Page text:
Composting: 101

 

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Composting is not only a smart way to dispose of kitchen and yard waste, it will also enhance your property.  Denise and I are looking forward to a much greener yard with beautiful shrubs and flowers since we’ve started composting. And of course and array of  new recipes from the vegetables and fruit that we will be preparing and sharing on Rustic Edibles. We actually started  with a compost container months ago but quickly realized we needed something much larger with all the leaves. So we found a great spot in the garden where we would have easy access to the pile as well as an abundance of space to enlarge if necessary. With an old tarp as a cover we are able to control the amount of moisture the pile gets and encourage heat when it’s needed.

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We maintain our compost pile with vegetable and fruit scraps, egg and seafood shells, coffee and tea grounds, leaves, grass cuttings and cow manure. It’s also good to alternate layers of brown and green material in order to keep the pile healthy. And of course turning the pile is good for aeration although a compost pile on the ground does permit aeration from worms and other healthy organisms. Since we’ve enlarged the pile Denise usually just runs the weed whacker through it, the movement keeps air circulating and chops up everything which encourages easy breakdown of the material.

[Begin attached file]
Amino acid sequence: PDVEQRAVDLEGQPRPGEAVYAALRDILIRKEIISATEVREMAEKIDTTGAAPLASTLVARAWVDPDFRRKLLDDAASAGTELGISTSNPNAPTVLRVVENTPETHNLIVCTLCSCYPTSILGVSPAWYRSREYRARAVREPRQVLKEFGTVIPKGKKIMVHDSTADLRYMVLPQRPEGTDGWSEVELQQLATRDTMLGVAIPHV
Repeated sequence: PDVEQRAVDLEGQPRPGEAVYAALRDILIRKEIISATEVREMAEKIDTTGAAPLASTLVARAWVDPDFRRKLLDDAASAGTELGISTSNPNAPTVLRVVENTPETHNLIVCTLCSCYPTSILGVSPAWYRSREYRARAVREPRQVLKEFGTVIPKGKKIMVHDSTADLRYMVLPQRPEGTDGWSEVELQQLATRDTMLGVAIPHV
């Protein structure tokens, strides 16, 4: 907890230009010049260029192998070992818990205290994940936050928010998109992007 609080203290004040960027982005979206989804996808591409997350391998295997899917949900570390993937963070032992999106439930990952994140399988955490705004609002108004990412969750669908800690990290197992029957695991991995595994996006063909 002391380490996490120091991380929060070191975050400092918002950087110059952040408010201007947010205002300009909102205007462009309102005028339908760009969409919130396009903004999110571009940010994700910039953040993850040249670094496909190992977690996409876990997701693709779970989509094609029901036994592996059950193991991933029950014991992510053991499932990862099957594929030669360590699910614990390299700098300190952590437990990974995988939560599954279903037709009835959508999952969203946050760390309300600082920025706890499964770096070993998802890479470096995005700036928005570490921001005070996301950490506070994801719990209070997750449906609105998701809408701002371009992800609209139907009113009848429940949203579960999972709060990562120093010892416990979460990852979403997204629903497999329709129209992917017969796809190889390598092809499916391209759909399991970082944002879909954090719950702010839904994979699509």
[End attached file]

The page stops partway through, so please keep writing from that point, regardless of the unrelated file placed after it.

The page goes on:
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Brown and green material are necessary for a compost pile to thrive. Brown material are high in carbon which helps with air circulation and consist of dry or natural material such as: leaves, paper and wood chips. Green material is high in nitrogen and supplies most of the nutrients for the pile. This material consist of tea and coffee grounds, manure and vegetable scrapes. Working with the proper mix of  brown and green material will ensure your compost pile is breaking down properly which will avoid offensive odors and encourage a healthy pile.

Thanks for stopping by.

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